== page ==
Or how about something even more game-like. For my non-gaming readers, I apologize for going technical on you, but I’ll explain this as best I can. Let’s say I make a game and decide to make a faith/skepticism meter. This is similar to a good/evil karma meter that’s found in many games, but with a few tweaks. This meter fluctuates through many different means. Conversations with people about religion or faith, for example, can help make the bar go one way or another. It’s how it works in most games. But there’s a catch. What if the more of one side you take, the more your dialogue changes, and not always so simply. If you decide to show faith to the game’s religion, you’ll constantly be called out on your beliefs when terrible things keep happening, causing your answers to either remain confident – thus causing skeptical non-player characters to give you more grief – or to have a tiny bit of doubt that can sway you in the other direction. What if an in-game event crippled their belief system and shattered their faith entirely? Their in-game abilities would then suffer, such as a reduction in accuracy, or being paralyzed at the beginning of a fight against demons for a short period of time as they try to reconcile their crushed beliefs, just for one example.
On the other side of the spectrum, there’s the skeptic who doesn’t believe that magic (as an example) is a fix for everything, even if they wield it themselves. Maybe their dialogue focuses on taking down the optimists who can’t seem to understand the dangers of their world. They probably believe that the existence of such a force may still not presuppose a creator of magic – a god if you will – that granted their world such a responsibility. Maybe through in-game acts, they learn that their power is meant to help, thus making them more confident in their abilities, and giving them better stats to deal more damage to enemies or to better handle conversations that don’t agree with their world view. But because of this, this character begins to doubt his previous beliefs, even calling themselves a hypocrite in the face of evidence contrary to their opinion. Would they break? Would they continue to fight because it’s all they know how to do? Will they somehow embark on a journey that finally leads them to faith?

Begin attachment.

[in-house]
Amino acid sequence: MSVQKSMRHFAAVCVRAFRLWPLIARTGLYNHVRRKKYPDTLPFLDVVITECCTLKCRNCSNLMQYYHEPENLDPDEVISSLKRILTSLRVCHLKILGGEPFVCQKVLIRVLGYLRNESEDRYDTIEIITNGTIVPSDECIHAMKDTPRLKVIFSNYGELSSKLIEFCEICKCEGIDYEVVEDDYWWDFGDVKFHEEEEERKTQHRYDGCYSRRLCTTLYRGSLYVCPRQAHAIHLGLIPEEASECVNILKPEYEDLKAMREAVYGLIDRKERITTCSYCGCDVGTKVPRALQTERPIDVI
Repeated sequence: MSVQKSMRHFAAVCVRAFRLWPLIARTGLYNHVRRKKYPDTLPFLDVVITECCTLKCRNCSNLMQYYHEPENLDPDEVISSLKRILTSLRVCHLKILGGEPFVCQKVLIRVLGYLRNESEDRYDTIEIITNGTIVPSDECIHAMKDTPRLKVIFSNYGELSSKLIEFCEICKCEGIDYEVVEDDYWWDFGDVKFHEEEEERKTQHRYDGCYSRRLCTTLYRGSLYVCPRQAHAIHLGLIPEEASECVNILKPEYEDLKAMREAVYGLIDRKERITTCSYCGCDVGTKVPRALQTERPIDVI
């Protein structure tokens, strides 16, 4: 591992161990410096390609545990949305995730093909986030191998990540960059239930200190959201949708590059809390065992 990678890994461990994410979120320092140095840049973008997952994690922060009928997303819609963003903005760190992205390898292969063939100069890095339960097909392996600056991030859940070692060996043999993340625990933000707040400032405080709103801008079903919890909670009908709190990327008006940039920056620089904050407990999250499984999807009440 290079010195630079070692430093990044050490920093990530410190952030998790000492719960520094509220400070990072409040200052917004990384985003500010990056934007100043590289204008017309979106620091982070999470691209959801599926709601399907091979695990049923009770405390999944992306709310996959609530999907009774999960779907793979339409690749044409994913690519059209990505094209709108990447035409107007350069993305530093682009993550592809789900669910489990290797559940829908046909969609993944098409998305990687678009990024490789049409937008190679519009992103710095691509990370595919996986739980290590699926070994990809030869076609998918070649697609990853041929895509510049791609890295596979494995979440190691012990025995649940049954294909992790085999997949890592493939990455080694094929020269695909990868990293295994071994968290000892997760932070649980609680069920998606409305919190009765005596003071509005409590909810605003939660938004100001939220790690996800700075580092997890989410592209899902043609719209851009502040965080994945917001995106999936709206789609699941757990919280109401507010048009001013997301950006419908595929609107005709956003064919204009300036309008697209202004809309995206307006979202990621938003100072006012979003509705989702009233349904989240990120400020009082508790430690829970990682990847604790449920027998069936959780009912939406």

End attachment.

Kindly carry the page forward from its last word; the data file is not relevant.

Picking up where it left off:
These are things that can be explored in games much more easily than a film or book could. Why is that? It’s simple: due to the interactive nature of the medium, you can live those moments of struggle. You can feel the crippling pain of someone losing faith, or the boundless, yet desperate hope of someone searching for faith. You can see the consequences in the character’s abilities, dialogue, and even their actions. This is probably the simplest way I could have put this rather controversial subject together, and there are many others would probably have a much more in-depth opinion on faith than I do – I may be a Christian, but that only boils down to my core beliefs, not my deeper knowledge about the subject overall. It’s just something to consider when wanting to make video games become more respectable in the eyes of the world, and might even help further our medium out of the depths of “mere entertainment” and into the realm of actually study and social analysis like other pieces of media.
That or I’ll have people ranting at me about the topic of religion, saying that I don’t know a thing about what I’m talking about. Because that’s always an option, right? Anyways, that’s all I have to say for now. Later, everyone.